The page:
Abdorrahman Boroumand Center

for Human Rights in Iran

Promoting tolerance and justice through knowledge and understanding
Victims and Witnesses


Ms. Bani Dugal
BAHÁ'Í INTERNATIONAL United Nations Office
April 5, 2007
Press Release

Bahá'í International Community,

United Nations Office,

New York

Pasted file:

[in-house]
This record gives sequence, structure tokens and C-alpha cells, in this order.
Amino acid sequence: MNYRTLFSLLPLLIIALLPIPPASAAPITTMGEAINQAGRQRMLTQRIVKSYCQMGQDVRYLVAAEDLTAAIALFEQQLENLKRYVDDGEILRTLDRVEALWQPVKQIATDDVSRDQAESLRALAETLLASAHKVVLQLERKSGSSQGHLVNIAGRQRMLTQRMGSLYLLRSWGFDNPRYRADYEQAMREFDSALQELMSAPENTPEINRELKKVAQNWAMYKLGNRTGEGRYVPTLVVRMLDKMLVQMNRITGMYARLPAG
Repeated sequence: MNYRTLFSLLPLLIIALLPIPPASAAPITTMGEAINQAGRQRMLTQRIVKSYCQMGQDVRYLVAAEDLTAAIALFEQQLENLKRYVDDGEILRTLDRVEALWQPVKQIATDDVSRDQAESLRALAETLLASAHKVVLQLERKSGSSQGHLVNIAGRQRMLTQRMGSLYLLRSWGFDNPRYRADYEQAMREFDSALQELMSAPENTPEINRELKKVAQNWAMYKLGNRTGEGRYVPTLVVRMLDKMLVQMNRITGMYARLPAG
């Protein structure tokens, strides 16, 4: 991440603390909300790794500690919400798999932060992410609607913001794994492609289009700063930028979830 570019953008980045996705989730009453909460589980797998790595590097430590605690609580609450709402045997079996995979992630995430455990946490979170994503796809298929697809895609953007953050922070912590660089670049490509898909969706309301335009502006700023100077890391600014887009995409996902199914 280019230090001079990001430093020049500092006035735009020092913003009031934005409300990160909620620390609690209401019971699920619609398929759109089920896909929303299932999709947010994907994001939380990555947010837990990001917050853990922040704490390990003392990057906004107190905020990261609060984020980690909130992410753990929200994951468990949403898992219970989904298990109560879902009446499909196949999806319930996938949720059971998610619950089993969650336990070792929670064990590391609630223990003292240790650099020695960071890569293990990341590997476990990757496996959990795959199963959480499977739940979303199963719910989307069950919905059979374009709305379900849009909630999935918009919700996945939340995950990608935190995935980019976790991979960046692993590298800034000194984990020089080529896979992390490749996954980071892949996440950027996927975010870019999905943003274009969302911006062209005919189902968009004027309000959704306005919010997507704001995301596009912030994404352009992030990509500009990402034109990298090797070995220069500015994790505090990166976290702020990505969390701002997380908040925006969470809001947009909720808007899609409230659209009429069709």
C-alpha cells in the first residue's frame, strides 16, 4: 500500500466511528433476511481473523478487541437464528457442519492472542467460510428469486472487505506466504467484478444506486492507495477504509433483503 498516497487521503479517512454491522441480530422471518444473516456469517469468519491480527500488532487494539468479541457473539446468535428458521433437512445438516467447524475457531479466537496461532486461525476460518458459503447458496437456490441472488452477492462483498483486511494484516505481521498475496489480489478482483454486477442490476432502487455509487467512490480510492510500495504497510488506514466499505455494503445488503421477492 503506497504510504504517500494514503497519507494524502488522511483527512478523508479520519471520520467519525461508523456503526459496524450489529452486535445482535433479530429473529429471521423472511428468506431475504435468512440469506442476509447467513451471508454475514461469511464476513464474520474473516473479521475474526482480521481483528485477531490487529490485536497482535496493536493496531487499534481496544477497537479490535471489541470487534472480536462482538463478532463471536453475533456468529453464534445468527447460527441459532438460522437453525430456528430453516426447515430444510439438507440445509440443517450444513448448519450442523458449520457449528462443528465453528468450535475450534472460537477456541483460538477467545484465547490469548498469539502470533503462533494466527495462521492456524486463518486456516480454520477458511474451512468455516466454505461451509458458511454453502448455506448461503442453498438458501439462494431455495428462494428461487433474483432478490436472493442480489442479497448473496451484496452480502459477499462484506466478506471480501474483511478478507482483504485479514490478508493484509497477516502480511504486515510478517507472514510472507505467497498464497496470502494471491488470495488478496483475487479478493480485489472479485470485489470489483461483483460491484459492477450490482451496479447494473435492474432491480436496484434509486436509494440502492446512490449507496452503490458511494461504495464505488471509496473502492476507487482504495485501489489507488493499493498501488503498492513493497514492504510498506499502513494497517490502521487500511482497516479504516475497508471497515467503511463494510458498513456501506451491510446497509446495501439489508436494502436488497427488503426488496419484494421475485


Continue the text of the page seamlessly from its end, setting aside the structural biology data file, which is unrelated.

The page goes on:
NEW YORK – Bahá'í students in primary and secondary schools throughout Iran are increasingly being harassed, vilified, and held up to abuse, according to recent reports from inside the country. During a 30-day period from mid-January to mid-February, some 150 incidents of insults, mistreatment, and even physical violence by school authorities against Bahá'í students were reported as occurring in at least 10 Iranian cities. “These new reports that the most vulnerable members of the Iranian Bahá'í community -- children and junior youth -- are being harassed, degraded, and, in at least one case, blindfolded and beaten, is an extremely disturbing development,” said Bani Dugal, the principal representative of the Bahá'í International Community to the United Nations. “The increasing number of such incidents suggests a serious and shameful escalation in the ongoing persecution of Iranian Bahá'ís,” said Ms. Dugal. “The fact that school-aged children are being targeted by those who should rightfully hold their trust -- teachers and school administrators -- only makes this latest trend even more ominous.” Ms. Dugal said the Bahá'í International Community has been aware of scattered reports of abuse directed at schoolchildren but has only recently learned that young Bahá'ís are now widely being forced to identify their religion -- and are also being insulted, degraded, threatened with expulsion, and, in some cases, summarily dismissed from school. “They are also being pressured to convert to Islam, required to endure slander of their faith by religious instructors, and being taught and tested on ‘Iranian history’ in authorized texts that denigrate, distort, and brazenly falsify their religious heritage,” said Ms. Dugal. “They are also being repeatedly told that they are not to attempt to teach their religion.” According to Ms. Dugal, one Bahá’í has reported that the school-age children of a relative in Kermanshah were called to the front of the classroom, where they were required to listen to insults against the Faith. “Another student, accepted at an art institute, has been followed by the authorities and on three occasions seized, blindfolded, and beaten,” said Ms. Dugal. “While a few of these may be isolated attacks, the extent and nature of this reprehensible activity has led the Bahá’ís in Iran to conclude that this is an organized effort,” said Ms. Dugal. Of special concern, she added, was the fact that a high proportion of the attacks against high school students have been against girls. “While the attacks reported to have taken place in elementary and middle schools were leveled evenly against boys and girls, those at the high school level targeted girls to a far greater degree: of 76 incidents, 68 were against Bahá’í girls,” said Ms. Dugal. Ms. Dugal added that the ages of the children and junior youth affected are as follows: at the elementary school level, grades 1-5, students 6 to 11 years old; at the middle school level, grades 6-8, students 11 to 13 years old; and at the high school level, grades 9-12, students 14 to 17 years old. The reports of attacks on innocent Bahá'í schoolchildren come at a time when a growing number of older Bahá'í students seeking to enter Iranian universities have been expelled after being identified as Bahá'ís. So far this year, at least 94 college-age Bahá'í students have been expelled from institutions of higher education. That figure is up from 70 as reported in late February. Since the Islamic Republic of Iran was established in 1979, the300,000-member Iranian Bahá'í community has faced ongoing and systematic persecution. In the early 1980s, more than 200 Bahá'ís were killed, hundreds were imprisoned, and thousands were deprived of jobs and education. At the present time, more than 120 Bahá'ís are out on bail and awaiting trial on false charges, solely because of their religious beliefs and activities. Over the last year, as well, international human rights groups have expressed concern at the Iranian government’s efforts to step-up their covert monitoring and identification of Bahá'ís. For more information, go to http://news.bahai.org